console.log() async or sync?

I am currently reading Async Javascript by Trevor Burnham. This has been a great book so far.

He talks about this snippet and console.log being 'async' in the Safari and Chrome console. Unfortunately I can't replicate this. Here is the code:

var obj = {}; 
console.log(obj); 
obj.foo = 'bar';
// my outcome: Object{}; 'bar';
// The book outcome: {foo:bar};

If this was async, I would anticipate the outcome to be the books outcome. console.log() is put in the event queue until all code is executed, then it is ran and it would have the bar property.

It appears though it is running synchronously.

Am I running this code wrong? Is console.log actually async?

Answers:

Answer

console.log is not standardized, so the behavior is rather undefined, and can be changed easily from release to release of the developer tools. Your book is likely to be outdated, as might my answer soon.

To our code, it does not make any difference whether console.log is async or not, it does not provide any kind of callback or so; and the values you pass are always referenced and computed at the time you call the function.

We don't really know what happens then (OK, we could, since Firebug, Chrome Devtools and Opera Dragonfly are all open source). The console will need to store the logged values somewhere, and it will display them on the screen. The rendering will happen asynchronously for sure (being throttled to rate-limit updates), as will future interactions with the logged objects in the console (like expanding object properties).

So the console might either clone (serialize) the mutable objects that you did log, or it will store references to them. The first one doesn't work well with deep/large objects. Also, at least the initial rendering in the console will probably show the "current" state of the object, i.e. the one when it got logged - in your example you see Object {}.

However, when you expand the object to inspect its properties further, it is likely that the console will have only stored a reference to your object and its properties, and displaying them now will then show their current (already mutated) state. If you click on the +, you should be able to see the bar property in your example.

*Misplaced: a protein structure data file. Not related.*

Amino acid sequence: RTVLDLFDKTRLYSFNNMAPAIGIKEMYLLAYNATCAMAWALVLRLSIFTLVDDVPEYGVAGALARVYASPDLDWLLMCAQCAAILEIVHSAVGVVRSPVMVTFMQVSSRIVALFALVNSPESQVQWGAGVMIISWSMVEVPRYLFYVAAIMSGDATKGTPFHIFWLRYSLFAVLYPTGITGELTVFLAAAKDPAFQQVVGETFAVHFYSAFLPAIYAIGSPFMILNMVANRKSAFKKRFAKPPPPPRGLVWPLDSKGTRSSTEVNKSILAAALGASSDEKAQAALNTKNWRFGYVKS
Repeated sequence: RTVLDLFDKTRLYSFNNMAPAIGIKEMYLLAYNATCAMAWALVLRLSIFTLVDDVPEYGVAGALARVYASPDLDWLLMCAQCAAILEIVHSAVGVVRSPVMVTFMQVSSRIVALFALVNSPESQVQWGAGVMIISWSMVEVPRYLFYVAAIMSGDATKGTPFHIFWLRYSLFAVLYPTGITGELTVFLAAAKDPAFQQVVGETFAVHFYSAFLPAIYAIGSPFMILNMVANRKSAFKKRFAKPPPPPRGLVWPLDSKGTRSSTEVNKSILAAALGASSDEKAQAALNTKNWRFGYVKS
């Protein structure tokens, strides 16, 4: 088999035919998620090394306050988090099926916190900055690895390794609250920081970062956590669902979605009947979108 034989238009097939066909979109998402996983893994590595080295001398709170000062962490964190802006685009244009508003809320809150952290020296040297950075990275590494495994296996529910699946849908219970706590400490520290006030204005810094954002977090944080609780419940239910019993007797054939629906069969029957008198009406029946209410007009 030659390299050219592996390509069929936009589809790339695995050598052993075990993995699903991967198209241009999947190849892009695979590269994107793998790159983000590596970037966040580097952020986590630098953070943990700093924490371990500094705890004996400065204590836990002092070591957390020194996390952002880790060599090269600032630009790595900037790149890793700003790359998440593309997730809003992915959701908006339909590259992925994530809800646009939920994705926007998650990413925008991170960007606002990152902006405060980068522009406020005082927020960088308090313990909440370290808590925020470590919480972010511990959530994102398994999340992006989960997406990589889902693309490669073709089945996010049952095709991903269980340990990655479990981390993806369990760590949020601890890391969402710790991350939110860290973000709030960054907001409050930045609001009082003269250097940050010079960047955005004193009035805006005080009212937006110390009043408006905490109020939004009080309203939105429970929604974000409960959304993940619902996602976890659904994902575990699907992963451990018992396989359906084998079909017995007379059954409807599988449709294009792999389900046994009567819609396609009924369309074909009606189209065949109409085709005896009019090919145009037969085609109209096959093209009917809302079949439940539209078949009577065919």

Here's a screenshot that was posted in the bug report to explain their "fix":

So, some values might be referenced long after they have been logged, and the evaluation of these is rather lazy ("when needed"). The most famous example of this discrepancy is handled in the question Is Chrome's JavaScript console lazy about evaluating arrays?

A workaround is to make sure to log serialized snapshots of your objects always, e.g. by doing console.log(JSON.stringify(obj)). This will work for non-circular and rather small objects only, though. See also How can I change the default behavior of console.log in Safari?.

The better solution is to use breakpoints for debugging, where the execution completely stops and you can inspect the current values at each point. Use logging only with serialisable and immutable data.

Answer

When using console.log:

a = {}; a.a=1;console.log(a);a.b=function(){};
// without b
a = {}; a.a=1;a.a1=1;a.a2=1;a.a3=1;a.a4=1;a.a5=1;a.a6=1;a.a7=1;a.a8=1;console.log(a);a.b=function(){};
// with b, maybe
a = {}; a.a=function(){};console.log(a);a.b=function(){};
// with b

in the first situation the object is simple enough, so console can 'stringify' it then present to you; but in the other situations, a is too 'complicated' to 'stringify' so console will show you the in memory object instead, and yes, when you look at it b has already be attached to a.

Answer

This isn't really an answer to the question, but it might be handy to someone who stumbled on this post, and it was too long to put in a comment:

window.console.logSync = (...args) => {
  try {
    args = args.map((arg) => JSON.parse(JSON.stringify(arg)));
    console.log(...args);
  } catch (error) {
    console.log('Error trying to console.logSync()', ...args);
  }
};

This creates a pseudo-synchronous version of console.log, but with the same caveats as mentioned in the accepted answer.

Since it seems like, at the moment, most browsers' console.log's are asynchronous in some manner, you may want to use a function like this in certain scenarios.

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